Life Lines by Dr. Dolittle

Sponsored by the American Physiological Society

What do frogs and humans have in common?


Image of Rana dybowski by Pierre Fidenci, via Wikimedia Commons

Leptin is a hormone that signals the brain to suppress appetite in humans. While researchers at the University of Michigan described a similar appetite regulating role for leptin in South African clawed frogs (Xenopus), they also discovered that leptin signals limb development in tadpoles. They suspect that this happens once there are sufficient energy stores to begin the process of metamorphosis. Shalitin and Kiess (2017) also described a role for leptin in skeletal development of children and researchers implicate leptin in early onset of puberty in children who are obese as these children have higher circulating leptin levels and receptors for the hormone are found in ovarian tissue. As such, leptin is thought to play a major role in integrating metabolic and reproductive status in humans.

In contrast to mammals in which the oviduct grows during breeding, the oviduct tissue of Chinese brown frogs (Rana dybowskii) grows in both weight and pipe diameter during pre-hibernation. A new study published in the American Journal of Physiology – Regulatory, Integrative and Comparative Physiology presents evidence that leptin may play a role in this growth as levels of the hormone went up in the oviduct during pre-hibernation. The researchers also suspect that leptin may be made locally within the oviduct of the frogs. This is similar to mice as leptin is also present in the oviduct and uterus during early stages of pregnancy.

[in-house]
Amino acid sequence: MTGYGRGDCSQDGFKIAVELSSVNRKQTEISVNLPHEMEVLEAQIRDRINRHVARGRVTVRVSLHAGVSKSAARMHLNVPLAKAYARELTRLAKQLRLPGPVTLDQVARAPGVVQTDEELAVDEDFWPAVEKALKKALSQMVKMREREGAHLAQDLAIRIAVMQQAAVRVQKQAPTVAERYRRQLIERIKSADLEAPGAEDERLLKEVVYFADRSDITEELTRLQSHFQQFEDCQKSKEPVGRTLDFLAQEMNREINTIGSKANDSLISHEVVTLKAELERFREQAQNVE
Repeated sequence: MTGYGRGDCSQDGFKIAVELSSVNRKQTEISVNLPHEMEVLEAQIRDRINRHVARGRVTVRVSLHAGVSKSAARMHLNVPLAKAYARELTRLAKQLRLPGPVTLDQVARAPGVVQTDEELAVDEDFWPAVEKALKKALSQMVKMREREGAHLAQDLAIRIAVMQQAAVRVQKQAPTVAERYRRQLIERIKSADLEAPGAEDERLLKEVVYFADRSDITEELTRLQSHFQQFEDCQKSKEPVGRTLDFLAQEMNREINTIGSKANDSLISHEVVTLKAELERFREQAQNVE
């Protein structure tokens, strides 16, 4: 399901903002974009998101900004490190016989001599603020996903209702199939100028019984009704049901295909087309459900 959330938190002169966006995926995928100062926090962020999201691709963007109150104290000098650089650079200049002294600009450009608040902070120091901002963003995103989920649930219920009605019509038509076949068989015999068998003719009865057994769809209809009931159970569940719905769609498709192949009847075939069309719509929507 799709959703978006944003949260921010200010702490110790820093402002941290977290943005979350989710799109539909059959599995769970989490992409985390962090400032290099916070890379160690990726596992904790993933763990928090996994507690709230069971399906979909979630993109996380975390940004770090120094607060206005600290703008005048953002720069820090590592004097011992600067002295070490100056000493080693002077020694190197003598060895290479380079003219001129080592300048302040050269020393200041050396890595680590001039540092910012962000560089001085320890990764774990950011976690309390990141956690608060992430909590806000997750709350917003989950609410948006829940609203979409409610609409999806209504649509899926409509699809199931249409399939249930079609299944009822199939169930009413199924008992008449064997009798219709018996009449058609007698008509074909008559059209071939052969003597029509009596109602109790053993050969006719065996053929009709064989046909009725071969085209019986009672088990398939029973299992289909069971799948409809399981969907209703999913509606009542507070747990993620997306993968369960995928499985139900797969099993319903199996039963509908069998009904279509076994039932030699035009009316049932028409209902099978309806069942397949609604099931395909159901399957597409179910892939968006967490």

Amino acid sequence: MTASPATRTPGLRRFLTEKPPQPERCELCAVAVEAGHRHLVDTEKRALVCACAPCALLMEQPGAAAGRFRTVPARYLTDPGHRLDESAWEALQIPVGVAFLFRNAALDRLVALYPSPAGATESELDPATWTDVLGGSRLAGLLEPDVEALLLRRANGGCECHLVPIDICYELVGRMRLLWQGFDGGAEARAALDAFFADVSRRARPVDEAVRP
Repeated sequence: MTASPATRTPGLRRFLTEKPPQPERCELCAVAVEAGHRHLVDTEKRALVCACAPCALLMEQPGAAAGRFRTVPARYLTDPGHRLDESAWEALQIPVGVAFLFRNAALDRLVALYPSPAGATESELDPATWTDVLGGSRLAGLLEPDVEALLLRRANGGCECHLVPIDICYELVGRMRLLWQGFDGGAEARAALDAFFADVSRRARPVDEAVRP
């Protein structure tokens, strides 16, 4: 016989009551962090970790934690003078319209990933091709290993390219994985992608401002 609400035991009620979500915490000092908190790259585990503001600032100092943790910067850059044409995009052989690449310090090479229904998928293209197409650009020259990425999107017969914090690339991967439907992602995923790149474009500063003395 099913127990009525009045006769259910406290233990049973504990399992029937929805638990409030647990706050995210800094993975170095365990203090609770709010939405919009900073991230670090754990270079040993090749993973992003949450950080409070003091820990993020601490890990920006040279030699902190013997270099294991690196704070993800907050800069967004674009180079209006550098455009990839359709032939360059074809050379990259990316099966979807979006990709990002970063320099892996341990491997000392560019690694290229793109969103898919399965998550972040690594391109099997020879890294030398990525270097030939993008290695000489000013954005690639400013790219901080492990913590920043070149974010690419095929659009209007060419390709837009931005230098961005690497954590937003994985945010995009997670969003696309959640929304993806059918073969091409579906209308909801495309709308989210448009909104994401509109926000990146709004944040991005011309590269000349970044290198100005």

University of Michigan press release

S Shalitin, W Kiess. Putative effects of obesity on linear growth and puberty. Horm Res Paediatr. In press. doi: 10.1159/000455968.

L Xi, Y Liu, Z Tang, X Sheng, H Zhang, Q Weng, M Xu. Expression of Leptin Receptor in the Oviduct of Chinese Brown Frog (Rana dybowskii). American Journal of Physiology – Regulatory, Integrative and Comparative Physiology. In press. DOI: 10.1152/ajpregu.00020.2017

Categories: Diet and Exercise, Reproduction and Development

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